UK labour market resilient as business confidence drops

EPA-EFE//ANDY RAIN

The Bank of England Governor Mark Carney speaks to the press at the Bank of England in London.

UK labour market resilient as business confidence drops


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The British economy is increasingly reliant on retail for growth while productivity, manufacturing, and service output are falling.

The British Gross Domestic Product grew by 1.4% in 2018 – the weakest in six years – and is projected to slow further in 2019. Britain’s economy has lost approximately £10 billion in investment since the June 2016 referendum on EU membership.

The economy is now running on previously built momentum, driven mainly be retail demand. Another positive factor for growth has been stockpiling in anticipation of a disorderly Brexit. However, the country’s output is set for a sharp drop as companies stop creating greater inventories.

The UK recently reported the highest level of employment since 1974 and unemployment now stands at 3.9%. A tight labour market has also been positive for incomes, which continue to rise above inflation, with wages returning to pre-referendum levels. Demand for credit is, however, slowing and public confidence in the economic outlook is weaker in the United Kingdom than in any other EU country, according to the European Commission’s data.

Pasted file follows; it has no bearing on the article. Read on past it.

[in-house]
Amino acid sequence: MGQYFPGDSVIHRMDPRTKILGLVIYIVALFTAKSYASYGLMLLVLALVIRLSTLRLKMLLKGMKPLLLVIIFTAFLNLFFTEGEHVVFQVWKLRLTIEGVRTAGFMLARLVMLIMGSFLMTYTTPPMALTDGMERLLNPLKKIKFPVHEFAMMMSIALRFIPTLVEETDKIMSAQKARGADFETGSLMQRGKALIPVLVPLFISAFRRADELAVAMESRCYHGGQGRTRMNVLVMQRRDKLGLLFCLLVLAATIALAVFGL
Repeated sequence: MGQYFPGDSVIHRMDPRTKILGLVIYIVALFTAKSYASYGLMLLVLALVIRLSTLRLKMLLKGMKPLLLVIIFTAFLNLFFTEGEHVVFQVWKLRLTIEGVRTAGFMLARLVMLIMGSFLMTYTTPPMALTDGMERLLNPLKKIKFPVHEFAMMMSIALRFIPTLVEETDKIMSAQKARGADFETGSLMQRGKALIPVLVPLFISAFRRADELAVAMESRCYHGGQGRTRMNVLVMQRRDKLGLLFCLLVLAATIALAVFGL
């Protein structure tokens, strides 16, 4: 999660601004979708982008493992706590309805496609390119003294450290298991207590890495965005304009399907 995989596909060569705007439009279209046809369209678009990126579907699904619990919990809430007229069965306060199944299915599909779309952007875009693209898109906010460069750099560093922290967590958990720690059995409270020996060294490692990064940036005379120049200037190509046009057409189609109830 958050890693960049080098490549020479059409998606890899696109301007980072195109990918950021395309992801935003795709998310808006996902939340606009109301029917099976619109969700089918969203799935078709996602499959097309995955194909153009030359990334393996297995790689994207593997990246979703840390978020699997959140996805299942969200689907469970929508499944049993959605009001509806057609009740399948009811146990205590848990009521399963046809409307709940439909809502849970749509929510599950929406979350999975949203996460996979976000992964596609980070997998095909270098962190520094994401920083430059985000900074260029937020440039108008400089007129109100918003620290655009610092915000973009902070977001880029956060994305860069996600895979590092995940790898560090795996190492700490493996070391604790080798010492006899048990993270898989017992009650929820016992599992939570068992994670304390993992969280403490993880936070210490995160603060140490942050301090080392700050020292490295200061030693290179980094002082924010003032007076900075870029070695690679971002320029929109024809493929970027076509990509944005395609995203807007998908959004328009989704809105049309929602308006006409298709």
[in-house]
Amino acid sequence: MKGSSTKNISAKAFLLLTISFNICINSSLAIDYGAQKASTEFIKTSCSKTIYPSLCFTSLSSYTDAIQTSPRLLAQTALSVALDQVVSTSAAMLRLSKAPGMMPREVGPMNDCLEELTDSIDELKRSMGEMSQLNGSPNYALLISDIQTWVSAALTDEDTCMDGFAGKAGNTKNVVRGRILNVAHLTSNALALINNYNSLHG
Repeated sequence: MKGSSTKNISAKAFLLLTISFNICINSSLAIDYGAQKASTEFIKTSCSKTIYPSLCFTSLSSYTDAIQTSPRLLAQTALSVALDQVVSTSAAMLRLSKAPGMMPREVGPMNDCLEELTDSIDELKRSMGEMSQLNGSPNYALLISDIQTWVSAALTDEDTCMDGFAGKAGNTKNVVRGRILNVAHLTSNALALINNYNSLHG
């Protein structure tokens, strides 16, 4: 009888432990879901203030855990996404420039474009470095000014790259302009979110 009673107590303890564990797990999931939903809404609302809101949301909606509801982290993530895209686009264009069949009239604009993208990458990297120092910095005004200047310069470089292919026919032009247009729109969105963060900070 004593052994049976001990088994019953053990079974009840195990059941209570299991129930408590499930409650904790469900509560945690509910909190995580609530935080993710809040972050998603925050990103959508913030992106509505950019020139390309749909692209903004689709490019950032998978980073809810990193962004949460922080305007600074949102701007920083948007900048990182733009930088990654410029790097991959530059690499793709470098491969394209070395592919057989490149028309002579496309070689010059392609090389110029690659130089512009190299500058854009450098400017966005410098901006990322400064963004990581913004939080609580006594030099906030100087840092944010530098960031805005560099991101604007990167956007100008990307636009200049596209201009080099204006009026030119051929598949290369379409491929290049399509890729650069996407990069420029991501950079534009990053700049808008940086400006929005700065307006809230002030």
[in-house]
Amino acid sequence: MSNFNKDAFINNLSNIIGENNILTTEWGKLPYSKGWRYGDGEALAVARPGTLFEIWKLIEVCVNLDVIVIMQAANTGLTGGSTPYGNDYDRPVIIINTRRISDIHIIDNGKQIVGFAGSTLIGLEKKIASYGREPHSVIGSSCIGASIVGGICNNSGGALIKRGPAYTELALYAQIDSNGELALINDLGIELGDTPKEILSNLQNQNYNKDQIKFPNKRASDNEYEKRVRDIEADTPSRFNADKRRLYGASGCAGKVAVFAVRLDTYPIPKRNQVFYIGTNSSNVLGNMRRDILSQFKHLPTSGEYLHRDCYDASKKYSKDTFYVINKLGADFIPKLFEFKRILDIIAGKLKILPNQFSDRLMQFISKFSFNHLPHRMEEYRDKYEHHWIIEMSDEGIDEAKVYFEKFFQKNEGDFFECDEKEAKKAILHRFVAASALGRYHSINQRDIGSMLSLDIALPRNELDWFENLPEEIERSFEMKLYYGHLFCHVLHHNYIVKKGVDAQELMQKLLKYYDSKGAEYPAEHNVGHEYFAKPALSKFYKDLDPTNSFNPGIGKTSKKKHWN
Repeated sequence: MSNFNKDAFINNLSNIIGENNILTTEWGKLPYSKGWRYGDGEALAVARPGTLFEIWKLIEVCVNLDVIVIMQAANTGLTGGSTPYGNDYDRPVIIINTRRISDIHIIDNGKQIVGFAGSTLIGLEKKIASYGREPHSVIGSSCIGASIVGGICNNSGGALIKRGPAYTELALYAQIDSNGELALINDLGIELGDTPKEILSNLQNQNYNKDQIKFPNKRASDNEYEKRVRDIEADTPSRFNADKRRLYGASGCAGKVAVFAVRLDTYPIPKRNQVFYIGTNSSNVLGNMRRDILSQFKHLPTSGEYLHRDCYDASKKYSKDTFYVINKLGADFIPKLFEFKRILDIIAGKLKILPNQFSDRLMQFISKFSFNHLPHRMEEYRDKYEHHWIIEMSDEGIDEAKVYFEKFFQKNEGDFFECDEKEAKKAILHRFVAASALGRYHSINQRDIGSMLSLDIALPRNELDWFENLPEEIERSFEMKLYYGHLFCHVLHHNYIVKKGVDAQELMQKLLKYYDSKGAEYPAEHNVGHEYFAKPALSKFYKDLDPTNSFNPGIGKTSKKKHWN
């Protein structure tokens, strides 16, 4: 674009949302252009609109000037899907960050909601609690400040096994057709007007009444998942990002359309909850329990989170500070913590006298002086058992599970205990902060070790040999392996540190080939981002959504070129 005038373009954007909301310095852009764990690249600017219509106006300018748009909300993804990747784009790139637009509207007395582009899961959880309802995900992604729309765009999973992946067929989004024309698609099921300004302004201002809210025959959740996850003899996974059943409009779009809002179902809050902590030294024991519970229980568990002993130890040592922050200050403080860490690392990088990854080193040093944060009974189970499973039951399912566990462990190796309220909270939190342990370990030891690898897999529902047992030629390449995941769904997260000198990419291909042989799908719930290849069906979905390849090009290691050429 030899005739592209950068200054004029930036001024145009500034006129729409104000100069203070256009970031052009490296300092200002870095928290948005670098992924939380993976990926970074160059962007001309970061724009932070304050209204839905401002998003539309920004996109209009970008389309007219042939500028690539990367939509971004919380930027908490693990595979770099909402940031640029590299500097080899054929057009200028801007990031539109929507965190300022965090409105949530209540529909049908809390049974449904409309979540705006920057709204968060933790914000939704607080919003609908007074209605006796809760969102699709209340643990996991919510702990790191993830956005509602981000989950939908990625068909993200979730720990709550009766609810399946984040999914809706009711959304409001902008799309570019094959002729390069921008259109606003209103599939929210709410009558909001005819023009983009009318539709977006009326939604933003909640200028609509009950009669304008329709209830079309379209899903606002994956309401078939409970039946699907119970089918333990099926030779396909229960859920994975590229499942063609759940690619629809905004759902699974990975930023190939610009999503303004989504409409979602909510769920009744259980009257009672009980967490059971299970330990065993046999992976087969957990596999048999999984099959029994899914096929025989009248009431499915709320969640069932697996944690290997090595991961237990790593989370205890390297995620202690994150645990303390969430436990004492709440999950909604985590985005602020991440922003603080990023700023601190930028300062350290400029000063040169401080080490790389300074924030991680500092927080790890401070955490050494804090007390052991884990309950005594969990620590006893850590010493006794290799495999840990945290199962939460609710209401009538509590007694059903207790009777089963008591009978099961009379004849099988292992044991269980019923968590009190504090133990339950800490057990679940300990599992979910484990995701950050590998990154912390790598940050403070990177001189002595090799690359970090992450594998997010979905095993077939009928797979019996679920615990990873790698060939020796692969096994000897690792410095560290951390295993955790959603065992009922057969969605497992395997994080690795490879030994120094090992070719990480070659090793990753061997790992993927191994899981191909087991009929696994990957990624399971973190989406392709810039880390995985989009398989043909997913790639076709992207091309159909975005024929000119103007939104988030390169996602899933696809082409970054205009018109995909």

Productivity crisis

The UK is the only G7 economy likely to see a decline in productivity growth in 2019, according to a study released on Monday by the US-based Conference Board non-profit research group.

The study underscores that the UK has been unable to recover from its decade-long productivity crisis, which struck during the 2008-2009 financial crash. Taking into account the overall labour force qualifications and capital stock, productivity has actually declined since 2010.

“Despite the fact that balance sheets are clean, the economy has no spare capacity and the monetary policy is accommodative, the labour market is incredibly tight — everything says invest, invest, invest, but there’s this extreme uncertainty,” the Governor of the Bank of England Mark Carney told the Financial Times on the sidelines of an International Monetary Fund meeting.

A Deloitte survey conducted between on 26 March 26 and 7 April suggests that 49% of Chief Financial Officers in the UK are in fact reducing capital expenditure in view of Brexit risks. More worryingly, 81% of the CFOs expect a long-term deterioration in Britain’s business environment.

 

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